A selection of posts I have enjoyed over the last few days and I hope that you will head over to enjoy in full.. thanks Sally.
The first post is from Frank Prem who shares much of his poetry on Youtube. In this post Frank provides a masterclass in how to read short poems effectively.
How to read short poetry – an introduction (of sorts)
Have you ever tried to listen to someone struggling over how to read short poetry? It can be an aggravating experience. In any case, I’ll try to explain why I find it so, in a moment, but first I should acknowledge that short poetry – such as haiku and similar short forms – haibun, tanka and so on, are wonderful, disciplined writing forms, designed to pack a big conceptual and meaningful impact in just a handful of words. I like that concept very much.
I don’t enjoy the strictures and discipline that the forms demand.
For the most part, I also don’t enjoy listening to them being read aloud to an audience.
How to read to an audience – a brief refresher
Many, if not most authors have little idea of how to read to an audience or how to present their work to best advantage in a reading. This is the case whether for live or recorded readings.
It is something of an absent art which I don’t want to address in detail here, but will mention a couple of the more obvious “do’s and don’t’s“. My personal context is poetry reading, but the general principles apply regardless.
Head over to enjoy the rest of Frank’s tutorial:How to read short poetry by Frank Prem
The next post is from Joan Hall writing on Story Empire about research for novels… getting your facts right is so important and an error can stick out like a sore thumb and ruin an otherwise good book.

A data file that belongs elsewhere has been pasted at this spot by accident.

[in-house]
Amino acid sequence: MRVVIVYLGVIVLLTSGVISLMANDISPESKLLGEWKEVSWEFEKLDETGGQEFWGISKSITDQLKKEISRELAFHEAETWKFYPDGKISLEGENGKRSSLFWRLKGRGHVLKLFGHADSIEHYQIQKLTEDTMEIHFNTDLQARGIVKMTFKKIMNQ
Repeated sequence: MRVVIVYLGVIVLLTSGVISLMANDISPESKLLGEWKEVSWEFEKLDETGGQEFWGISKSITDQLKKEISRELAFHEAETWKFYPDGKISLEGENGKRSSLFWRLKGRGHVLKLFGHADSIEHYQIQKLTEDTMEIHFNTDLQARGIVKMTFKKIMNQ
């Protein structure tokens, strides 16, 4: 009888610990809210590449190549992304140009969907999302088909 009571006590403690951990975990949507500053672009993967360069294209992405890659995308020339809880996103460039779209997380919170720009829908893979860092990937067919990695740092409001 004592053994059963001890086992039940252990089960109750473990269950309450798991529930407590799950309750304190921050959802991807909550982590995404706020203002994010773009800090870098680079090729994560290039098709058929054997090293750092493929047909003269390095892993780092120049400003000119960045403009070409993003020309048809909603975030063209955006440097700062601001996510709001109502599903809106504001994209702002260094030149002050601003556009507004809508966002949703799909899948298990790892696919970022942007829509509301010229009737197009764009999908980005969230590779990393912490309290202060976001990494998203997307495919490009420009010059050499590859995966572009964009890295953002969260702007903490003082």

Research – Love It or Hate It
Hey, SE Readers. Joan with you today.
I have a confession to make. When I first began writing fiction, I hated to do research. I didn’t want to bother with such mundane tasks. Once I even wrote a blog post titled “Research, A Necessary Evil.”
I’m not sure why I had such an aversion. I’ve always loved history and trivia. In general, I’m a curious person and there’s no telling what might pique my interest.
But with writing, I was like “Thanks, but no thanks.” Maybe I wanted to adhere to the adage, “Write what you know.” Needless to say, it didn’t take long for me to discover I knew very little.
The setting of my first novel was in a fictional Texas town during the horrible drought of 2011. I lived through that time. I experienced the better part of two months where the daytime temperatures reached triple digits. I saw streams dry up that had never done so in my lifetime and the water levels drop to all-time lows.
I lived in fear of wildfires spreading into my neighborhood and knew of friends who had to evacuate their homes. I’d lived through it, so I knew all there was to know, right?
Head over to read the rest of the post and leave your comments for Joan there: Research Love it or Hate it – Story Empire with Joan Hall
And the final post today is a book review from Judith Barrow for Emmet and Me by Sara Gethin a fellow #Honno author.
Book Description :
Summer 1966: When her father comes home with lipstick on his collar, ten-year-old Claire’s life is turned upside down. Her furious mother leaves the family and heads to London, and Claire and her brothers are packed off to Ireland, to their reclusive grandmother at her tiny cottage on the beautifully bleak coast of Connemara. A misfit among her new classmates, Claire finds it hard to make friends until she happens across a boy her own age from the school next door. He lives at the local orphanage, a notoriously harsh place. Amidst half-truths, lies and haunting family secrets, Claire forms a forbidden friendship with Emmet – a bond that will change both their lives forever.
Head over to read Judith Barrow’s review for this intriguing book:Review Emmet and me by Sara Gethin – by Judith Barrow
Thanks for visiting today and I hope you will head over to enjoy these posts in full.. thanks Sally.